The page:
Perhaps consider the reasons why you are avoiding work - do you feel like the content isn’t stimulating enough? Are you finding zoom calls draining? Think about when you did feel more on top of it and how you were feeling at this time. What were you doing differently? Finding ways to make revision more interesting - such as watching Youtube videos or chatting about SBAs with friends (on zoom for example!) - will definitely help you as you may be less inclined to procrastinate if you are excited and intrigued by what you are learning about. Some things may be repetitive, so finding new ways to go over the content will allow you to learn it better. It is tough at the moment with everything online: Zoom calls are draining and so you must ensure that you do take a break from the screen - even if it is only 10 minutes - just to walk around, perhaps have some fresh air and look at something else that is not your laptop, phone, TV or tablet.

I think it is also really important to realise that we are living in really difficult times at the moment and it is still vital to have a break (and binge watch a series from time to time). Avoiding work when you are just not feeling up to it is better than sitting down for hours on end and not getting through anything - you need to make sure you have breaks. Scheduling breaks into the day should help - you can timetable watching an episode or two, or making dinner for everyone. Not everyone is revising 24/7 - you need to take time for yourself and prioritise your mental wellbeing. When it comes to work, mindset is everything: if you wake up and are tired and unmotivated, your mood will immediately affect the way you work. Consider planning something exciting for when you finish your work, for example, watching a movie with your family - this will give you something to work towards and you can let them know what you plan to do before you see them so that they can check in and ask you how you are progressing throughout the day.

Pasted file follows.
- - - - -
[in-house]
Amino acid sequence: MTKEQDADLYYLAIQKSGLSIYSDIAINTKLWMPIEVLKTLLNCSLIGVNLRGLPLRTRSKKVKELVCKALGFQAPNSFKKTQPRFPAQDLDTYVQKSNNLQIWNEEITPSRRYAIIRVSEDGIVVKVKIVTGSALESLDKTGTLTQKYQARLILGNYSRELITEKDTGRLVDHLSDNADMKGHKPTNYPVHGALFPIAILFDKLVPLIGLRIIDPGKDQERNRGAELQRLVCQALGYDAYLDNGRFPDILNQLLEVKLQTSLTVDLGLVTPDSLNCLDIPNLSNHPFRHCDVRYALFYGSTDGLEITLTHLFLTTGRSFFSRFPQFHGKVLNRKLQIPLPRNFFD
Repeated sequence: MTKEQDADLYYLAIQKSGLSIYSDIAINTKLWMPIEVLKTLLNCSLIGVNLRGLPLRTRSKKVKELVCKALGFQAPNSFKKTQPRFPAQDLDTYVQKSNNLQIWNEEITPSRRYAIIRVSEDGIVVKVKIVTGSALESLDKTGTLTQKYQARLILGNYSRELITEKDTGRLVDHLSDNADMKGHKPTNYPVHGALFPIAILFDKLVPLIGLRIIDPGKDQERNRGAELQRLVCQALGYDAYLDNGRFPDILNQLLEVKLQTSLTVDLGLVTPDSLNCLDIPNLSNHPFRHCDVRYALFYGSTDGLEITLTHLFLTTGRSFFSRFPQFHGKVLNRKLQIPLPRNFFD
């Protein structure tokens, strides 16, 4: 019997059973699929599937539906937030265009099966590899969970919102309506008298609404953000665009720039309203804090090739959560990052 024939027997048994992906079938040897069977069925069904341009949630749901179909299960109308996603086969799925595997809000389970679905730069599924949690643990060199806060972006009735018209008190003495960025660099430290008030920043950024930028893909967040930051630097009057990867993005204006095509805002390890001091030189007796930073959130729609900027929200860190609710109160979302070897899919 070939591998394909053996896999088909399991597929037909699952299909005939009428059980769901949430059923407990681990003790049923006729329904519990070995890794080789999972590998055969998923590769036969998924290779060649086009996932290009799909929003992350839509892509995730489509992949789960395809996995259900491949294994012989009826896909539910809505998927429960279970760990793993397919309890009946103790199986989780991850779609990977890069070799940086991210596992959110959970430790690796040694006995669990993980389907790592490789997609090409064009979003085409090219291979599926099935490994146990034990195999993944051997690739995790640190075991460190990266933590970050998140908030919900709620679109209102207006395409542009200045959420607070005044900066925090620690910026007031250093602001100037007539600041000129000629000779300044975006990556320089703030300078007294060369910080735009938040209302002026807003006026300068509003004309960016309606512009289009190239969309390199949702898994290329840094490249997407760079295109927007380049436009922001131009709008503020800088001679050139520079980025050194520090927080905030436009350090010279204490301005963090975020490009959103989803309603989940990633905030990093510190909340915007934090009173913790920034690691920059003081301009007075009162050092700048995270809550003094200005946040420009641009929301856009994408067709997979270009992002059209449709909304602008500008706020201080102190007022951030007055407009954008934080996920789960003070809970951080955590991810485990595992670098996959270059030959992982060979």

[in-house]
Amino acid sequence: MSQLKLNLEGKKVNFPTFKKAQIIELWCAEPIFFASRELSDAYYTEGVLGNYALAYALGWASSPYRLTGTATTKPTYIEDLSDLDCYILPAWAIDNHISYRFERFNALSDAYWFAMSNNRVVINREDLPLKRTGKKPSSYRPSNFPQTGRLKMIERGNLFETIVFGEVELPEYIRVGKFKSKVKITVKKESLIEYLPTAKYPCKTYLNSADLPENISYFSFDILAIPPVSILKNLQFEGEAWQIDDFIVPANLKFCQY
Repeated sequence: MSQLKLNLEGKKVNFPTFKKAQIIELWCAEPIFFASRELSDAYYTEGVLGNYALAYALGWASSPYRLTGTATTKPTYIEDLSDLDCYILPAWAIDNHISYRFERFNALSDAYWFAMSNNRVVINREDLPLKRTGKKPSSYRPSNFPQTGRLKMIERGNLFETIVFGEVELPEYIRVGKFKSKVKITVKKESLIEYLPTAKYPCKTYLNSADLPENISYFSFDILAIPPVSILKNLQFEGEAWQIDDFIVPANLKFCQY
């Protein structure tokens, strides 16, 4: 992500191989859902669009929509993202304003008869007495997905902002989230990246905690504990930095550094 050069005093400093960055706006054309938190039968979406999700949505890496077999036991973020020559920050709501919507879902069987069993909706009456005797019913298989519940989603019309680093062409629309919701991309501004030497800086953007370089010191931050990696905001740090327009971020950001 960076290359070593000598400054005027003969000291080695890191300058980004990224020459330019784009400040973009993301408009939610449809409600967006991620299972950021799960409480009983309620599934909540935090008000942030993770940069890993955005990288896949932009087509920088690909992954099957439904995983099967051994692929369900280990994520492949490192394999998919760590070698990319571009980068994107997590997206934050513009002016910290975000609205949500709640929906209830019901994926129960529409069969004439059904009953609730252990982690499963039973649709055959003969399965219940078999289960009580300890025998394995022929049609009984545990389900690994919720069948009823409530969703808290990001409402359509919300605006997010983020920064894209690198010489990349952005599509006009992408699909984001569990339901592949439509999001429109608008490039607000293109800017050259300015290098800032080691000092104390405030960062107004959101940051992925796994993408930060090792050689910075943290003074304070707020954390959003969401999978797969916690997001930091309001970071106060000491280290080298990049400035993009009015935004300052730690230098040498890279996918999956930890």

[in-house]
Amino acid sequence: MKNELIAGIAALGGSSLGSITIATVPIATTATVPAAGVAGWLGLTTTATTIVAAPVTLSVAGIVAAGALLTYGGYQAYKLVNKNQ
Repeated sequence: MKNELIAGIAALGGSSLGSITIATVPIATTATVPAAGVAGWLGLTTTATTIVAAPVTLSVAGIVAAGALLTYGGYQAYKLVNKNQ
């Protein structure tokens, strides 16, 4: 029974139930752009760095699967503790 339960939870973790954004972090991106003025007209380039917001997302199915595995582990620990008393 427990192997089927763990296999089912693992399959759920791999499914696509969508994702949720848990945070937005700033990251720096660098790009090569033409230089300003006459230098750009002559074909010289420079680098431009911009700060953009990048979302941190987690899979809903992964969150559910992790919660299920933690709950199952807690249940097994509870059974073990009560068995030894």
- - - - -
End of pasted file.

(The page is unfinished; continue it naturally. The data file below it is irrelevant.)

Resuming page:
I hope that this helps a little, and that you find some new ways to learn that make it more interesting for you. It can be so difficult when you are stuck in a rut of demotivation and then all you do is procrastinate and feel guilty about it. Getting out of the rut is difficult, but take it step by step, and soon you will get back into the swing of things - you need to have the confidence that you will do it.